Skype Testimony Valid, Montana Courts Say

     (CN) – A Montana man convicted of animal cruelty cannot overturn his conviction based on the fact that a veterinarian testified against him via Skype, the state Supreme Court ruled.
     Michael Duane was one of three people who stood trial for animal cruelty in 2013 after Missoula police found a dead Australian Shepherd puppy in a Missoula motel room and three others living inside a squalid recreational vehicle.
     Police who investigated the scene found the 17-foot RV parked outside the motel littered with garbage and animal feces and urine.
     There was no water in the RV for the dogs, and they had no fresh air either since the vehicle’s windows were completely sealed.
     The dead puppy that police found wrapped in a towel underwent a necropsy from the local veterinarian.
     Dr. Lindsay Sjolin’s findings revealed that the puppy died of blunt force trauma, resulting in multiple internal injuries.
     Duane and his co-defendants had all been living in the Missoula motel room together. Each defendant requested a separate trial.
     Since Sjolin had moved to California by that time, however, the city requested an accommodation to prevent the doctor from having to travel back to Montana for three different trials.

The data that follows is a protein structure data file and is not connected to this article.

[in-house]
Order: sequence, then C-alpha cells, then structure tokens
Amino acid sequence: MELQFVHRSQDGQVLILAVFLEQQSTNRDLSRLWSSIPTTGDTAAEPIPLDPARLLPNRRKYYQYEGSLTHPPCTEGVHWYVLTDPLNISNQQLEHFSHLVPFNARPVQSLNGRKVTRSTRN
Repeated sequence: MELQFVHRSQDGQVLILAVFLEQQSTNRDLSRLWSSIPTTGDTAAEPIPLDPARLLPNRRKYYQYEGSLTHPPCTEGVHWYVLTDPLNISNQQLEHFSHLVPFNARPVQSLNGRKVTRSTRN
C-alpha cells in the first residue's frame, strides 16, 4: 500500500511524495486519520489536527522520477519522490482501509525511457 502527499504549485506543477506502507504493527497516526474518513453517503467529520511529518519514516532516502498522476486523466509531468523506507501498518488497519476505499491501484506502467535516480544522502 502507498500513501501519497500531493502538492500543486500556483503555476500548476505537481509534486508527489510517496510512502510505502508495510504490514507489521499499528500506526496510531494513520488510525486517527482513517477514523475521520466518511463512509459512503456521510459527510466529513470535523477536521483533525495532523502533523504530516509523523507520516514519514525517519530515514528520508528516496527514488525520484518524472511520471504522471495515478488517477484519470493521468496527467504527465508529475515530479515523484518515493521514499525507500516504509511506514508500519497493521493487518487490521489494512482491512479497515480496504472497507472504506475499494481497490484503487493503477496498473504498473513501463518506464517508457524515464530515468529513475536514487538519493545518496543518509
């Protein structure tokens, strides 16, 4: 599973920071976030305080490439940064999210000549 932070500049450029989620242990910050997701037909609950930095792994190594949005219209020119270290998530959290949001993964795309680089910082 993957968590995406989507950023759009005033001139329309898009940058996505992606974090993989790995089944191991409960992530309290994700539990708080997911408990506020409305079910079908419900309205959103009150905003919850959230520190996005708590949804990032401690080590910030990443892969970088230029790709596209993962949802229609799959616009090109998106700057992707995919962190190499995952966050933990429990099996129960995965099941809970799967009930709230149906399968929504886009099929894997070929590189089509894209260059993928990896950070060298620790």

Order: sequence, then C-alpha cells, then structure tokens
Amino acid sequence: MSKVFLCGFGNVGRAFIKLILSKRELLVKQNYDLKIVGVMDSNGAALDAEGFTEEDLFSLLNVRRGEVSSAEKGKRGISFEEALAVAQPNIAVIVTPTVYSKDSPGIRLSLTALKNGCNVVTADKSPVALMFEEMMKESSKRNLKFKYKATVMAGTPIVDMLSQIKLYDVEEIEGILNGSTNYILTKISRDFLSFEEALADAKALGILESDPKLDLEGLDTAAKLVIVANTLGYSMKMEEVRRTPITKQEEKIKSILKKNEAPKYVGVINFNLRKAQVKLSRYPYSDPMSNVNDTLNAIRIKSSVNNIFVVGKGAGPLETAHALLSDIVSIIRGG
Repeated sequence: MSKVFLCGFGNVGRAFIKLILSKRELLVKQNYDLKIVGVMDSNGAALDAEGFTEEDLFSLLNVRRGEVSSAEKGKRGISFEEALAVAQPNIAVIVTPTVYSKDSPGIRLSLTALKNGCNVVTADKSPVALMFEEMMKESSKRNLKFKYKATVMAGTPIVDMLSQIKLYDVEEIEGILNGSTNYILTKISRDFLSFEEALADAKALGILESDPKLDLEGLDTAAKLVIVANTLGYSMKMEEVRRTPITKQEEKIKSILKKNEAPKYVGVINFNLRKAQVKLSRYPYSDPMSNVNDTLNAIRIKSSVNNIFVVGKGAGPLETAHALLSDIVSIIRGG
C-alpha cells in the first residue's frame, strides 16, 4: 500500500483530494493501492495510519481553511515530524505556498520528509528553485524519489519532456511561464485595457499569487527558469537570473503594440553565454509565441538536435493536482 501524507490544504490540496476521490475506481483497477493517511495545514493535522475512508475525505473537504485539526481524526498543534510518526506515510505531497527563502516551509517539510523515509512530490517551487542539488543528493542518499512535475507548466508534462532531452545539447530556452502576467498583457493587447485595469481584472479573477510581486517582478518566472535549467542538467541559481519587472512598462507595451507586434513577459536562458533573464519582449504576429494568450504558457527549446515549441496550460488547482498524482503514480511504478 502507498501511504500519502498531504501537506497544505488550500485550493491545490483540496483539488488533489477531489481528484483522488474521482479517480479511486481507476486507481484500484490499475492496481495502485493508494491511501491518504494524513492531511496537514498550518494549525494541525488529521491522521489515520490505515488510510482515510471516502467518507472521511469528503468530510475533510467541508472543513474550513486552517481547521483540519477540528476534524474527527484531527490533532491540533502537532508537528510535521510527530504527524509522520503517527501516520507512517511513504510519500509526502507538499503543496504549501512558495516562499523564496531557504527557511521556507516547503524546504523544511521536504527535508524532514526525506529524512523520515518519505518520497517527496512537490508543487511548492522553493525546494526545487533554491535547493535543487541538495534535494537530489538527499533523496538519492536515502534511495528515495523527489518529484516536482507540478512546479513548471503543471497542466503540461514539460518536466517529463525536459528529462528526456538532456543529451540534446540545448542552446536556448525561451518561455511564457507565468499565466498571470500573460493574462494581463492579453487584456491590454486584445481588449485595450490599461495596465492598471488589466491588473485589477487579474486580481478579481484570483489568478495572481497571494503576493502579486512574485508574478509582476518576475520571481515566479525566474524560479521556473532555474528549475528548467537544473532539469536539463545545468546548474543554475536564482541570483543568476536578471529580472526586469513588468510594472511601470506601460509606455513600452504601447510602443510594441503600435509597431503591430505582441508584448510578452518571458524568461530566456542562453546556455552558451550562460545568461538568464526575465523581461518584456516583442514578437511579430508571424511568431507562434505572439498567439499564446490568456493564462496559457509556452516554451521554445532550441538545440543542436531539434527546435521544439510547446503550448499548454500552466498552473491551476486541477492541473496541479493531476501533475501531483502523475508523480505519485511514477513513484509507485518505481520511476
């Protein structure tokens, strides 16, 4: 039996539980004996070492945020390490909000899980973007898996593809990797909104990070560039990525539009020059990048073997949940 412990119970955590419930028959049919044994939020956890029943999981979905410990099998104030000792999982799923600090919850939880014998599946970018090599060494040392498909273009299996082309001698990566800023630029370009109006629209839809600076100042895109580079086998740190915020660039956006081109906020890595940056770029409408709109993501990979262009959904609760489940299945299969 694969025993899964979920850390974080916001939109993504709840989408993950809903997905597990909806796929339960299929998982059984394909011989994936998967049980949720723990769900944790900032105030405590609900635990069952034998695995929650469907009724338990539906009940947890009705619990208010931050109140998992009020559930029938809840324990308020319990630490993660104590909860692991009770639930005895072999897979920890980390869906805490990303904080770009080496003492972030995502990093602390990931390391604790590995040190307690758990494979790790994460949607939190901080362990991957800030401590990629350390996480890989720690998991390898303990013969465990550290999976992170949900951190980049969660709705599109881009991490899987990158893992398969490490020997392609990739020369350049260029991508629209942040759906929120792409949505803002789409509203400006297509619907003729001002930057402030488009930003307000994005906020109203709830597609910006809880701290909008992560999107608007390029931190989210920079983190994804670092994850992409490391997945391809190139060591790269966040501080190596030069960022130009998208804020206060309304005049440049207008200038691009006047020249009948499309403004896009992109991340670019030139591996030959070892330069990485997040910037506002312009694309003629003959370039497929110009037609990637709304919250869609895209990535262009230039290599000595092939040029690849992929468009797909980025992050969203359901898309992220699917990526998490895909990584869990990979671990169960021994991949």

With Missoula maintaining that Skype’s two-way video and audio technology satisfies the face-to-face confrontation clause of the U.S. and Montana constitutions, the municipal court ultimately agreed to let Sjolin testify at Duane’s trial remotely.
     After a guilty verdict, Judge John Larson with the Fourth Judicial District Court affirmed his conviction but stayed his sentence pending Duane’s next appeal.
     The state Supreme Court affirmed on Aug. 11, saying live testimony is preferable but not essential where there is “an adequate showing on the record that the personal presence of the witness is impossible or impracticable to secure due to considerations of distance or expense.”
     In the case at hand, Sjolin’s testimony via Skype satisfied the “hallmarks” of confrontation, defined in the 10-page opinion as involving an adversary proceeding, a witness present in real time and under oath, a jury that is able to see and hear the witness, and a witness who is subject to direct and cross-examination.
     Justices Mike McGrath, Beth Baker, Mike Wheat and James Rice concurrd in the lead opinion by Justice Patricia Cotter.
     McGrath also chimed in with a one-page concurring opinion.
     “Advances in communications technology that have far outstripped the average person’s ability to foresee, or even imagine, have occurred at an astonishing pace – technology that the Framers of our Constitution could not have anticipated,” he wrote. “I would hold that the ‘face to face’ requirement of the … Montana Constitution, and the ‘only in the presence’ requirement … are fully satisfied by the use of these real-time, face-to-face communication devices and services.”

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